Posted Feb 4 2010 1:09PM
Looking at their overall statistical profile, this year's Cleveland Cavaliers are very similar to last year's. They play at the sixth slowest pace in the league, they rank in the top five both offensively and defensively, and they're tops in point differential.
But the way the Cavs are scoring and defending is very different this season. While Shaquille O'Neal, with Mo Williams out, is only now starting to put up numbers worthy of a spot on your fantasy team, he's made an impact on the way the Cavs play all season.
With the mid-range game being the most inefficient way to score in the league these days, the most important places on the floor are the paint and the 3-point line. The Cavs have thrived beyond the arc (both offensively and defensively) each of the last two seasons, but the paint is another story.
|Cavaliers by the numbers, last two seasons|
Last season, the Cavs scored 36 percent of their points in the paint, a lower percentage than all but three teams in the league. This season, they rank 12th by scoring 43 percent of their points in the paint. Their mid-range points (those not scored in the paint, at the line or beyond the arc) are down to 22 percent (10th in the league) last season to just 16 percent (28th) this season.
The presence of the Diesel has made an impact on the defensive end of the floor as well. Last season, the Cavs' opponents scored 41 percent of their points in the paint. This season, that numbers is down to 37 percent, the lowest in the league. As a result, their opponents' mid-range points are up from 21 percent (15th in the league) last season to 24 percent (third) this season.
So while Shaq isn't the offensive force that he was in the past and he doesn't move too well defensively anymore, he's still a presence in the paint. He hasn't gotten any smaller as the years have gone by. And you can't coach size.
The Cavs have outscored their opponents in the paint in 35 of their 50 games so far this season, and they've won 30 of those. They're just 5-4 when they're outscored in the paint and 4-2 when paint points are even.
Per 100 possessions, the Cavs have a points-in-the-paint differential of +9.4, which is tops in the league. Last season, they ranked 19th with a differential of -1.4.
Who was No. 1 last season? Shaq's Suns, of course.
Points in the paint have been tracked since the 2000-01 season. And in eight of the 10 seasons since, Shaq's team has ranked in the top three in points-in-the-paint differential.
One anomaly was the 2002-03 Lakers, when Kobe Bryant became the team's leading scorer for the first time and shot a lot more threes than he ever had. The other was the season when Shaq was traded from Miami to Phoenix in February and played just 61 games total.
|Diesel in the paint|
|How Shaquille O'Neal's teams have fared|
|PIP Diff = Difference between points-in-paint made|
and points allowed in paint
Now, outscoring your opponent in the paint isn't necessarily a formula for success. This season, the 16-31 Pistons rank fifth in the league with a differential of +2.9, while in 2005-06, the 64-18 Pistons were very much a jump-shooting team and ranked last in the league with a differential of -8.6. If you've got four or five guys on the floor who can shoot and you move the ball well, you can still be successful without a post presence.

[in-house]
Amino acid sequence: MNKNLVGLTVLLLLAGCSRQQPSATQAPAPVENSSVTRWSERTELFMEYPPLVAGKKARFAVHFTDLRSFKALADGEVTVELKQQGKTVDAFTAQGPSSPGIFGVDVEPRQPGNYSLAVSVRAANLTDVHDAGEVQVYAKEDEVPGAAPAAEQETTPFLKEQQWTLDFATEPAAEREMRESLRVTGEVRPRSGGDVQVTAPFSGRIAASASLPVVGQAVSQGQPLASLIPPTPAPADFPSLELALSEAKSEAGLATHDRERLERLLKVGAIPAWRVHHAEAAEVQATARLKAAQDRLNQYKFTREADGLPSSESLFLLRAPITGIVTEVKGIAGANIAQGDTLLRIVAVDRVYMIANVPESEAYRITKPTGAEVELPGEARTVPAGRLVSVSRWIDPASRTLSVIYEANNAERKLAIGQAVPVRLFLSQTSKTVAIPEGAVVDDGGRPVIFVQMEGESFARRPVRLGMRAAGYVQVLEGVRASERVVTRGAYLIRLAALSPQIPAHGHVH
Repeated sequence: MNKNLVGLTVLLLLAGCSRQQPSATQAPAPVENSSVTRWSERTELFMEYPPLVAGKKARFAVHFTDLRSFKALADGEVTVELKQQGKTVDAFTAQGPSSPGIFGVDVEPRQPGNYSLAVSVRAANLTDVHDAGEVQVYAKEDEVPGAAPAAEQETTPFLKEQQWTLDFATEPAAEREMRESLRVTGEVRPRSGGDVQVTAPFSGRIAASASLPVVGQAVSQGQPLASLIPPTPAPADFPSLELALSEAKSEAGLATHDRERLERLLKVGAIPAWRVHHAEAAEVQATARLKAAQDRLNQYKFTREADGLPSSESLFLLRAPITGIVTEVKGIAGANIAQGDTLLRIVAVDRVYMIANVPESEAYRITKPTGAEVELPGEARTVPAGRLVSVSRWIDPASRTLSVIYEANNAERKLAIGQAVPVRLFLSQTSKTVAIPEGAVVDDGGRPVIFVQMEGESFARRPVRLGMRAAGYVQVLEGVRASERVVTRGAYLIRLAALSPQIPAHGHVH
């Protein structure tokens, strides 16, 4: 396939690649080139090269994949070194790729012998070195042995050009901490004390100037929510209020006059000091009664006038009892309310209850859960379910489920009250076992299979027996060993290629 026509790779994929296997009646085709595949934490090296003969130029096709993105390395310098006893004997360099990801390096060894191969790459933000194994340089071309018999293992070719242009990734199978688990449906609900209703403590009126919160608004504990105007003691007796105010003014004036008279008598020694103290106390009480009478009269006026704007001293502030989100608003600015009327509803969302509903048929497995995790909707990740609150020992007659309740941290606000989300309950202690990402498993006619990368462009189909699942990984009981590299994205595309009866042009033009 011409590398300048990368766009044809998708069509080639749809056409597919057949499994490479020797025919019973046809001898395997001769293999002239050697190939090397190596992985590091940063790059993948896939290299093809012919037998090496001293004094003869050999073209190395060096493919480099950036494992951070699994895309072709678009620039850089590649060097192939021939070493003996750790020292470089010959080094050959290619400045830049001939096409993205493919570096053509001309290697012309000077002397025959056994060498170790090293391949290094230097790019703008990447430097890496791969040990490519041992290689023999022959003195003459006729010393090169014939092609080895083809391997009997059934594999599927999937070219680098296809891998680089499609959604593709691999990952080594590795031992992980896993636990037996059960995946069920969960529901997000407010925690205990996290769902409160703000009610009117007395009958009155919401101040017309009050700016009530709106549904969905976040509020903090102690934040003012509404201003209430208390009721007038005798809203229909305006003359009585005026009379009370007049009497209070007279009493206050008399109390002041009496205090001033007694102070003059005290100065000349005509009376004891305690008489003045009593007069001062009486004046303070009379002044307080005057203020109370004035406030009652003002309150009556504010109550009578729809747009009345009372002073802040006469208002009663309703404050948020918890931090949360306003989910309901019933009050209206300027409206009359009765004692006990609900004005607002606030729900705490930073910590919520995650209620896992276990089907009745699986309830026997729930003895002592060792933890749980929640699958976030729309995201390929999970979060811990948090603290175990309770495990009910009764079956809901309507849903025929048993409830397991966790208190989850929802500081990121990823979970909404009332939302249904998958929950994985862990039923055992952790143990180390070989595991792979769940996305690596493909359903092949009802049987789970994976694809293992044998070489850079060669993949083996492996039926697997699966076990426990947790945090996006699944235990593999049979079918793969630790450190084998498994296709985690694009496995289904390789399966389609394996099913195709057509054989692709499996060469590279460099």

But the Cavs believe that controlling the paint will be critical for them come May and June. That's why they traded for Shaq last summer and that's why, despite his much larger expiring contract, he won't be the center they trade if they want an upgrade at power forward.
Even though there are some good teams at the bottom of the rankings when it comes to points-in-the-paint differential -- Portland ranks 30th, Toronto ranks 22nd and Dallas ranks 21st -- the teams the Cavs are focused on are all near the top.
The Celtics rank third with a differential of +5.8, the Lakers rank fourth at +3.4, the Magic rank sixth at +2.5 and the Hawks rank 10th at +1.5. So if you can match their size and take away the paint, you will have an advantage against those teams. It's not a coincidence that the aforementioned Pistons, despite their poor record, are one of only three teams who have beat Atlanta, Boston and Orlando this season.
The Cavs, of course, are 5-1 against the Lakers, Celtics and Hawks, with the only loss coming on opening night against Boston. They've won the points-in-the-paint battle in each of the six games, by an average of 10.3 per contest.
A year ago, the Cavs were 6-7 against those teams in the regular season and famously lost to the Magic, 4-2, in the conference semifinals. In two regular season games against the Lakers, they were outscored 104-52 in the paint. They didn't get outscored in the paint in that Orlando series, but Dwight Howard averaged 30.3 points on 66 percent shooting in Orlando's four wins, and it was his size and quickness on the pick-and-roll that allowed his teammates to shoot 41 percent from 3-point range.
In eight career games against Shaq, Howard has averaged just 13.6 points on 56 percent shooting. In the Cavs' Nov. 11 win in Orlando, Howard had just 11 points and took just three shots from the field.
On the surface, Shaq's impact on the Cavs seems minimal. But in the games that matter most, his presence is critical.
All stats are through Wednesday, February 3.
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